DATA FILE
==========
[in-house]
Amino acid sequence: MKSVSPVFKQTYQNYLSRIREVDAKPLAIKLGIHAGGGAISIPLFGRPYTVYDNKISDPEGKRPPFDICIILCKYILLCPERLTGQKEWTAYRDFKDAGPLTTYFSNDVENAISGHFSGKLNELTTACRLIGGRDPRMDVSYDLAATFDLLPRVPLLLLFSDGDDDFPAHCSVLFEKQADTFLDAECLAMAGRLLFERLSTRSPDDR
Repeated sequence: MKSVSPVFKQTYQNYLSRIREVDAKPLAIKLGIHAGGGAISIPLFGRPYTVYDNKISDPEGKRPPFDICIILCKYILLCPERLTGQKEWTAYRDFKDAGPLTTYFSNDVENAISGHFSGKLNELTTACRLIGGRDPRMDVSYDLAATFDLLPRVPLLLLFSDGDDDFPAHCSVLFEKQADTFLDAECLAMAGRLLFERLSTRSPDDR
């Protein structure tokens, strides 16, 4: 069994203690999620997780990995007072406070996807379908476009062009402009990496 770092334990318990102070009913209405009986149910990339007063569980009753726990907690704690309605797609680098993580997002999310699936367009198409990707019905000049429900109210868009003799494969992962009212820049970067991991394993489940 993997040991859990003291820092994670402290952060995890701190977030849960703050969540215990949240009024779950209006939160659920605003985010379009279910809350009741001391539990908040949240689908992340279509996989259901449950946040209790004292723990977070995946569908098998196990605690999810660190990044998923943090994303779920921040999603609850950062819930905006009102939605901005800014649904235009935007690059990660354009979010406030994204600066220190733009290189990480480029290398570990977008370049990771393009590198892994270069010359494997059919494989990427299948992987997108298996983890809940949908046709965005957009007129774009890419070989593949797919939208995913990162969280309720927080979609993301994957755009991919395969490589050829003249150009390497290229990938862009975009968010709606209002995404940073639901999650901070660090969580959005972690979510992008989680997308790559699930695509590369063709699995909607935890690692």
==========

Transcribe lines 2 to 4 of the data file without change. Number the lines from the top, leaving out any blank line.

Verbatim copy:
Amino acid sequence: MKSVSPVFKQTYQNYLSRIREVDAKPLAIKLGIHAGGGAISIPLFGRPYTVYDNKISDPEGKRPPFDICIILCKYILLCPERLTGQKEWTAYRDFKDAGPLTTYFSNDVENAISGHFSGKLNELTTACRLIGGRDPRMDVSYDLAATFDLLPRVPLLLLFSDGDDDFPAHCSVLFEKQADTFLDAECLAMAGRLLFERLSTRSPDDR
Repeated sequence: MKSVSPVFKQTYQNYLSRIREVDAKPLAIKLGIHAGGGAISIPLFGRPYTVYDNKISDPEGKRPPFDICIILCKYILLCPERLTGQKEWTAYRDFKDAGPLTTYFSNDVENAISGHFSGKLNELTTACRLIGGRDPRMDVSYDLAATFDLLPRVPLLLLFSDGDDDFPAHCSVLFEKQADTFLDAECLAMAGRLLFERLSTRSPDDR
């Protein structure tokens, strides 16, 4: 069994203690999620997780990995007072406070996807379908476009062009402009990496 770092334990318990102070009913209405009986149910990339007063569980009753726990907690704690309605797609680098993580997002999310699936367009198409990707019905000049429900109210868009003799494969992962009212820049970067991991394993489940 993997040991859990003291820092994670402290952060995890701190977030849960703050969540215990949240009024779950209006939160659920605003985010379009279910809350009741001391539990908040949240689908992340279509996989259901449950946040209790004292723990977070995946569908098998196990605690999810660190990044998923943090994303779920921040999603609850950062819930905006009102939605901005800014649904235009935007690059990660354009979010406030994204600066220190733009290189990480480029290398570990977008370049990771393009590198892994270069010359494997059919494989990427299948992987997108298996983890809940949908046709965005957009007129774009890419070989593949797919939208995913990162969280309720927080979609993301994957755009991919395969490589050829003249150009390497290229990938862009975009968010709606209002995404940073639901999650901070660090969580959005972690979510992008989680997308790559699930695509590369063709699995909607935890690692």